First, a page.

We all read with some trepidation over the recent Holiday season how hackers got into Target’s database and stole credit card information of over 110 million Christmas shoppers followed by a January revelation that Neiman Marcus and Michaels Arts and Crafts shoppers may have also been hacked and compromised. This became front page news in an ongoing drone of stories relating to fraud and identity theft perpetrated by hackers. We recall the last big story of the 2007 hacking of credit card information from TJX, the parent company of TJ Maxx, Marshalls and HomeGoods that victimized over 45 million credit card holders but this latest haul was significantly higher.
People are asking us, what should I do? Is there any way to avoid being the victim of credit card theft? Some have suggested the only alternative is to shop with cash but that is for the most part, impractical and walking around malls and shopping plazas with rolls of cash brings about its own security risks.
Reality is that there is a rather simple solution in the form of an imbedded “chip and PIN” security measures that has been implemented with significant success in Europe but the U.S. banking and credit card companies seemingly continue to put their head in the sand. Why? The answer is two-part and not surprisingly, both involve cost and money. One is the cost that it will take to change the security features built into credit cards and secondly, the massive potential loss of data that can be gleaned on shoppers.
Let’s recap what occurred in the most recent haul by hackers. Using simple software called BlackPOS developed by a Russian teenager, hackers corrupted Target’s Point of Sale (POS) debit and credit card readers enabling them to capture all the personal data once a credit card was swiped. That data includes the account number, the cardholders name and the expiration date. It also includes what is called the CVV data which is used to confirm in-store purchases. (CVV is different than the 3-digit CVV2 security code found on the back of your card). Amazingly and boldly, the hackers actually stored and then retrieved the data within Targets own internal system to which they had gained access.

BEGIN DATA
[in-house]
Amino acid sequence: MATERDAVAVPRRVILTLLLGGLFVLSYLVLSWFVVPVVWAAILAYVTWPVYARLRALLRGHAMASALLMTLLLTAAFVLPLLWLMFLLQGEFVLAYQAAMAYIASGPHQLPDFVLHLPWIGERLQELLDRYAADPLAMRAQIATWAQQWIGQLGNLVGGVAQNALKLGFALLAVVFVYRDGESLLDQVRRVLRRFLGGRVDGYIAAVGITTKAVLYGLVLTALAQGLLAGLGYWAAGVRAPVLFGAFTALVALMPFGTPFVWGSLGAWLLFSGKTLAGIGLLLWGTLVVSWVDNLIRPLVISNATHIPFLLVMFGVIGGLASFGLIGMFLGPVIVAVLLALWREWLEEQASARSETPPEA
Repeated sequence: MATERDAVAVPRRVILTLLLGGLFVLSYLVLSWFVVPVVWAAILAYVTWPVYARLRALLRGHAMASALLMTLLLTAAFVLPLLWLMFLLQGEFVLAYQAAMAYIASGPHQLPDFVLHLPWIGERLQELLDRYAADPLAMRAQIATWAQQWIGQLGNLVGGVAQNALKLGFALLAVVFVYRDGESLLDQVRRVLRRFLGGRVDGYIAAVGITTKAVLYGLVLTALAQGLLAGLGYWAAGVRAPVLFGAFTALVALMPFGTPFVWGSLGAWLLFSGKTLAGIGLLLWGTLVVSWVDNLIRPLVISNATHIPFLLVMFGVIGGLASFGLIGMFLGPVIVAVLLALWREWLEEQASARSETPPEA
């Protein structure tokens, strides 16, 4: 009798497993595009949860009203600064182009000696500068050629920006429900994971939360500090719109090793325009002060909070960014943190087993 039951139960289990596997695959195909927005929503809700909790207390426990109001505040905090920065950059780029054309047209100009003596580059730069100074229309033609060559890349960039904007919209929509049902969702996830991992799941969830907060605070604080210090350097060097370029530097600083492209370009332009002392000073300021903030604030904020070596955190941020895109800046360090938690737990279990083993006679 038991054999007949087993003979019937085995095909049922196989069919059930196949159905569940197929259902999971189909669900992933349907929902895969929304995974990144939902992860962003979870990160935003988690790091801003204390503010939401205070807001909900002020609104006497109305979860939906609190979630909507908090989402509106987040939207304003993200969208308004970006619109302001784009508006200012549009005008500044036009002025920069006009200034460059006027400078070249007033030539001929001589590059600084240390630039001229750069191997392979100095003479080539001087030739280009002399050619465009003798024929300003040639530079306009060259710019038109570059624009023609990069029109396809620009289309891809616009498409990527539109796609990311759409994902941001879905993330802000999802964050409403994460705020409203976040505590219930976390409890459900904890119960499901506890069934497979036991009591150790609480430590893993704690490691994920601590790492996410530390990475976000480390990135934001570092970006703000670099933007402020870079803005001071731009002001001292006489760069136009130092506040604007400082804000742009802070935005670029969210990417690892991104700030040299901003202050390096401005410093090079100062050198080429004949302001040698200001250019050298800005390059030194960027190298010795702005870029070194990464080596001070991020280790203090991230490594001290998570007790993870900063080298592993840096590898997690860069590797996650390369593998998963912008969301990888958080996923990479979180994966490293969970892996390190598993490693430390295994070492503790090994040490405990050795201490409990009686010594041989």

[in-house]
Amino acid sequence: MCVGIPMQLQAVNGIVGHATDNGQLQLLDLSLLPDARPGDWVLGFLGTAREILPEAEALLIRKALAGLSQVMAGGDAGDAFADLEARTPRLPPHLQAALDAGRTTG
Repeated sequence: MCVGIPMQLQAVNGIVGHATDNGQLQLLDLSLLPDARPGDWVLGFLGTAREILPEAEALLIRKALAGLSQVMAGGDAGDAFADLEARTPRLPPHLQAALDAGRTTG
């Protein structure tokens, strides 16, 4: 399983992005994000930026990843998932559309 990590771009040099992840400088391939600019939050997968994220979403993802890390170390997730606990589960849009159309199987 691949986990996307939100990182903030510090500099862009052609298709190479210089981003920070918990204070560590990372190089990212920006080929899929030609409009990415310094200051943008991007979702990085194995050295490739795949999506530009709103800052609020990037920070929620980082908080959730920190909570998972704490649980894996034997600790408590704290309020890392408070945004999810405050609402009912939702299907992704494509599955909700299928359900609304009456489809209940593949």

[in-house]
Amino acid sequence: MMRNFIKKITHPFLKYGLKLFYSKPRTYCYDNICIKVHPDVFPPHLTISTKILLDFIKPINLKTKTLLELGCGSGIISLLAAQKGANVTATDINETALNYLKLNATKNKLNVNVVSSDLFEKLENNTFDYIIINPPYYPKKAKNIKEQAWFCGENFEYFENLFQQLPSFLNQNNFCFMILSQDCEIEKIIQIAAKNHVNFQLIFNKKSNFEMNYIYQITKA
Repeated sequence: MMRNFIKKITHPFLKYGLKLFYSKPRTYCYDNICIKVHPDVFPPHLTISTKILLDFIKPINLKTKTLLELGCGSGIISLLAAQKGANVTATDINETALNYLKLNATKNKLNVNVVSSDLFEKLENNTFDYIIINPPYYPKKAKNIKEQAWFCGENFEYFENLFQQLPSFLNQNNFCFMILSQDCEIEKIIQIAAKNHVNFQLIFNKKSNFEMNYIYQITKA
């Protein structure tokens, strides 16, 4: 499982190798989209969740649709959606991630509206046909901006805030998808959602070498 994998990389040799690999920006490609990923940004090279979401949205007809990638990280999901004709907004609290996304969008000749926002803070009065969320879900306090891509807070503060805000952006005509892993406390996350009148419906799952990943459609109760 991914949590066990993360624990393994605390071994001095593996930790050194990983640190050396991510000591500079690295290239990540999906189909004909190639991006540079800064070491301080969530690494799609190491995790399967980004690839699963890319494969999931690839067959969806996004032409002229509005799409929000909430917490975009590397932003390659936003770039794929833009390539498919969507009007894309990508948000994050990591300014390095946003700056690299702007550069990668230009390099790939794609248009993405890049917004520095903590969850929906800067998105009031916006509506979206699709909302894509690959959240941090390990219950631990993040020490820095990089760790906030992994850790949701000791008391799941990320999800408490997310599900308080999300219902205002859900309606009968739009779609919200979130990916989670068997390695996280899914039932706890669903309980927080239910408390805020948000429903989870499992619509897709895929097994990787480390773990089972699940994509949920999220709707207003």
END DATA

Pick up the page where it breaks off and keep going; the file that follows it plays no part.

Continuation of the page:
The problem is, as we have eluded, two-part. First, we are currently using 1960’s magnetic strip technology when it comes to the security of credit card data and it is obviously, quite vulnerable. In the “chip and PIN” system all credit and debit card stored data is stored on an encrypted chip within the card and a PIN access number is required to fulfill a transaction; hence, a more secure system.
So why would retailers be resistant in what would seem to be a logical response to a massive security issue affecting millions of Americans? For one, the new process would slow done the checkout lines and secondly, but more importantly, it would cut off the collection of tons of information for retailers on card-holders shopping and buying habits. Have you ever wondered why when you bought a new pair of running shoes within days you received a deluge of info about other running gear?
The bottom line is if hackers don’t have access to your data, neither do the retailers and this changes the whole dynamic of collecting data on consumers and marketing to specific target groups; a phenomenon which could have a huge deleterious impact on retailers in an already sluggish retail economy.
The second costly dynamic causing pushback for the retailers and the banks is the cost of the conversion to a more secure “chip and PIN” System. Industry experts claim it could cost $8 Billion to convert the nation’s 610 million credit cards, 520 debit cards along with the 15 million card terminals and the nearly half a million ATM machines. Nonetheless, something has to be done and fortunately the issue is getting some attention on Capitol Hill. Federal laws clearly setting out the rules wherein a bank or credit card company must notify its cardholders seems inevitable along with mandate for the implementation of more secure cards. The process worked in Europe. In England, for example, once “chip and PIN” technology was implemented, within six years, credit card fraud dropped 34%.